I’m a taco freak. I’m on a quest to eat as many tacos in Madison as I can, then tell you about them all. Know of a secret taqueria with the best cabeza or homemade tortillas? Tell me.
El Sabor de Puebla moved late last year from its Willy Street location to the former home of 4 & 20 Bakery. Its new digs are smaller than its old spot, but also more modern and less disjointed. The hybrid mix of counter service and full service implies that they get a lot of takeout business, and on a recent Sunday mid-afternoon, that was definitely true.
Asada: The steak was chopped finely, but there wasn’t much flavor, whether from a grill or seasonings. It needed a heavy application of guac, pico and salsa to make it something other than boring.
Al pastor: Now here’s where things get better. The pork was slathered in bright orange chile-specked marinade, and more than a little pork grease — a.k.a. the good stuff. If you’re not swiping your taco into the marinade and grease that’s dripped on your plate after a few bites of a taco al pastor, then something’s not right. This one, however, was pretty spot on in flavor, grease amount, and tenderness.
Tacos came on doubled up corn tortillas that were warm but a little tough. They held up just fine, even to the pork grease, and had a pronounced charred corn flavor. They were better than average.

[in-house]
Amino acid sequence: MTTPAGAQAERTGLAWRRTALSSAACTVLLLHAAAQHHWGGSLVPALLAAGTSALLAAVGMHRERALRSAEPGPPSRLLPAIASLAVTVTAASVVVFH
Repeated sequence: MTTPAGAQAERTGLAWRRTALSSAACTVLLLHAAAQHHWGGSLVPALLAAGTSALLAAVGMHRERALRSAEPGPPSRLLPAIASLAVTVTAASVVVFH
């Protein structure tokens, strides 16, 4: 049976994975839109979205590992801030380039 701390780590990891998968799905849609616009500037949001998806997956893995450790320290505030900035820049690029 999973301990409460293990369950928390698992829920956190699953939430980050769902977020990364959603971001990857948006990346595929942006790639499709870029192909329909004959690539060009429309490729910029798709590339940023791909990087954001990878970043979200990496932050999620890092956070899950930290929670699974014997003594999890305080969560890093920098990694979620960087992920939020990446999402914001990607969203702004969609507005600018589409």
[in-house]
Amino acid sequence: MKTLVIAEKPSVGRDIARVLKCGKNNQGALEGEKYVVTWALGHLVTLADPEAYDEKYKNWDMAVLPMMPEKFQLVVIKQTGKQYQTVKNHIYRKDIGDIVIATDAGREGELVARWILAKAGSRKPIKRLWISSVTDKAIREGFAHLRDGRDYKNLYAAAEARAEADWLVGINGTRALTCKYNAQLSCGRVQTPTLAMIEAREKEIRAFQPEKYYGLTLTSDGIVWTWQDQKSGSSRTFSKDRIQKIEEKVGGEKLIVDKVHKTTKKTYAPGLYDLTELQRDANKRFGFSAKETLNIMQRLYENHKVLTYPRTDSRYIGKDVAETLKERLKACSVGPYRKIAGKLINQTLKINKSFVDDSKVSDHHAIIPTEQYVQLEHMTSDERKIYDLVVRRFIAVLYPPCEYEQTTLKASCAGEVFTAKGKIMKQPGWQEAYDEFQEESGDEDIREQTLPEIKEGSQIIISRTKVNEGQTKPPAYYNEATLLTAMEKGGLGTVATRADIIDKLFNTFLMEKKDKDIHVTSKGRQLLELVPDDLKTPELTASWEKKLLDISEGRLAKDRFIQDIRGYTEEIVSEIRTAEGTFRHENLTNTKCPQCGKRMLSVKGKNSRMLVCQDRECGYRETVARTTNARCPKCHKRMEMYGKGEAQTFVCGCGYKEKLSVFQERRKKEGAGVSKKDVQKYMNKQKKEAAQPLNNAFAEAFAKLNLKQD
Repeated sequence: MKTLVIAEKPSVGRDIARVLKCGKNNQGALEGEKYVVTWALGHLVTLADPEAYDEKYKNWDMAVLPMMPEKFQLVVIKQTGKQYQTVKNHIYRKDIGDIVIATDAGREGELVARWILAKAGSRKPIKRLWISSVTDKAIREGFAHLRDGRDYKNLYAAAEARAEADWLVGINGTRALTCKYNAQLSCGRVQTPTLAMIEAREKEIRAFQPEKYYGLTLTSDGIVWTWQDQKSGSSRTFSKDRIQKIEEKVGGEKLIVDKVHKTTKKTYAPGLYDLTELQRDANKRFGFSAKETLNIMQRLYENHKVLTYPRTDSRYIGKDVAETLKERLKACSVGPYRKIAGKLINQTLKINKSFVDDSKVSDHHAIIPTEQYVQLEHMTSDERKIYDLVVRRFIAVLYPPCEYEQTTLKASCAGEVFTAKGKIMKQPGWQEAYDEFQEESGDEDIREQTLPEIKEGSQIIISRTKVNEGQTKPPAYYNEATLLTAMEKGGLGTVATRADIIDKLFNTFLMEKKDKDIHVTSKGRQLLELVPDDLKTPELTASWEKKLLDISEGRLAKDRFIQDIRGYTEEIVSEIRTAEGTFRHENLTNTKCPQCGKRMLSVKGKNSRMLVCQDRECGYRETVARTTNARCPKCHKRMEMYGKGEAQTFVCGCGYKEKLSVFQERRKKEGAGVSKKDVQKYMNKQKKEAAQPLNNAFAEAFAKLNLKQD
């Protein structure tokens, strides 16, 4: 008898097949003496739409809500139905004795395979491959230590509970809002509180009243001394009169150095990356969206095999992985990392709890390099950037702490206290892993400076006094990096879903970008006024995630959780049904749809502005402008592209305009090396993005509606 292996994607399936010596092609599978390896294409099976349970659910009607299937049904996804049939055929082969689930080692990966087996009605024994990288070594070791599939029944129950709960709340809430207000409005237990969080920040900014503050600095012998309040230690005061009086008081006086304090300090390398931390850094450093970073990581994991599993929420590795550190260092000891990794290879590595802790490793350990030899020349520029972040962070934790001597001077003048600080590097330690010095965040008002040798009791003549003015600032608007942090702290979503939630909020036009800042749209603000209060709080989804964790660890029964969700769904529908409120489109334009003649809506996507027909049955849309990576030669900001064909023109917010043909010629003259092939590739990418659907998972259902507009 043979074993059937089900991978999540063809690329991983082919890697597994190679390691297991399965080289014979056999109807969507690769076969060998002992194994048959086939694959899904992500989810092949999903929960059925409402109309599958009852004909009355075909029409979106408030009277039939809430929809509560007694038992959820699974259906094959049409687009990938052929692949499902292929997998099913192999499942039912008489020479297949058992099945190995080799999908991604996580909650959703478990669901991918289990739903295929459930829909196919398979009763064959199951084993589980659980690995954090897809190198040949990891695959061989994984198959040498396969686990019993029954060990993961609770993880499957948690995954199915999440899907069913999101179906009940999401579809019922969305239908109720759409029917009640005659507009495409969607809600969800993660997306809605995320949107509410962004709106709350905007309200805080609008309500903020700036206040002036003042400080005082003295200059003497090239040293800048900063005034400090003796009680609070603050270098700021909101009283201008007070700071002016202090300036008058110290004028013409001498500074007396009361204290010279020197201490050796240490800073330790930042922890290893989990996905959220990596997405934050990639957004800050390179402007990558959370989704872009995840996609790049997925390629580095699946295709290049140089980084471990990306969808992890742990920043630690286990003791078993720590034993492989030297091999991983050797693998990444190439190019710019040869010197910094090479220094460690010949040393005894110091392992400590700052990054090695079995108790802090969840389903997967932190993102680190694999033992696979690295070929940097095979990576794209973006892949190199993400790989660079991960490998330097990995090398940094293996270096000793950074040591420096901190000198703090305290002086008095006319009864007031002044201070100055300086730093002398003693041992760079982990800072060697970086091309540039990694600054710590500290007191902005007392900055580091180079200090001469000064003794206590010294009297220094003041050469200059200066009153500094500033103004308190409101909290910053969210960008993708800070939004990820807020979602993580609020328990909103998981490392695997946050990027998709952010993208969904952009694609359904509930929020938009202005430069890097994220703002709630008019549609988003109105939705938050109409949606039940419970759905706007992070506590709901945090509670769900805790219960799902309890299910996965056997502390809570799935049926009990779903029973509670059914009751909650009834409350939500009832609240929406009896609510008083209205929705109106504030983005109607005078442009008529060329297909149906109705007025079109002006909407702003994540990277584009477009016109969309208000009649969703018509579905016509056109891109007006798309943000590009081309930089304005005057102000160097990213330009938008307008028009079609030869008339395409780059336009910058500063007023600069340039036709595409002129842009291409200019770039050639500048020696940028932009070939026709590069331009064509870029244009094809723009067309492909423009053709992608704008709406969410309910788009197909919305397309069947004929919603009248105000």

One of the problems with the asada is that it came, for some reason, with cilantro and green onion instead of white onion. It would have given that taco more texture and flavor, which it needed. The taco al pastor, however, had a generous application of crunchy, mild white onions, which helped cut through the grease. Both had some token cilantro that was a little wilty.
The standard table salsa here hits you over the head with freshness, even though it’s not a pico de gallo. Judging by color, it’s a hybrid of red and green salsas and has a lot of onion. Two squeeze bottles of salsa are brought out with your food (why didn’t we just get those when we sat down too?). The red is too sweet, but the salsa verde has the freshness of uncooked ingredients and a real backbone of heat. It goes especially well on the al pastor.
Tacos are $2.50 each a la carte, which isn’t bad for the al pastor. You can also get them in various combinations, like I did with a tamale, rice and beans. Those usually come with pico and a dollop of chunky guacamole too.
Even if the asada fell flat, there’s a lot of other good stuff going on here. The brick red mole poblano is a specialty and definitely worth trying as it’s nutty, rich and smoky. Grab a horchata or agua fresca on the way out.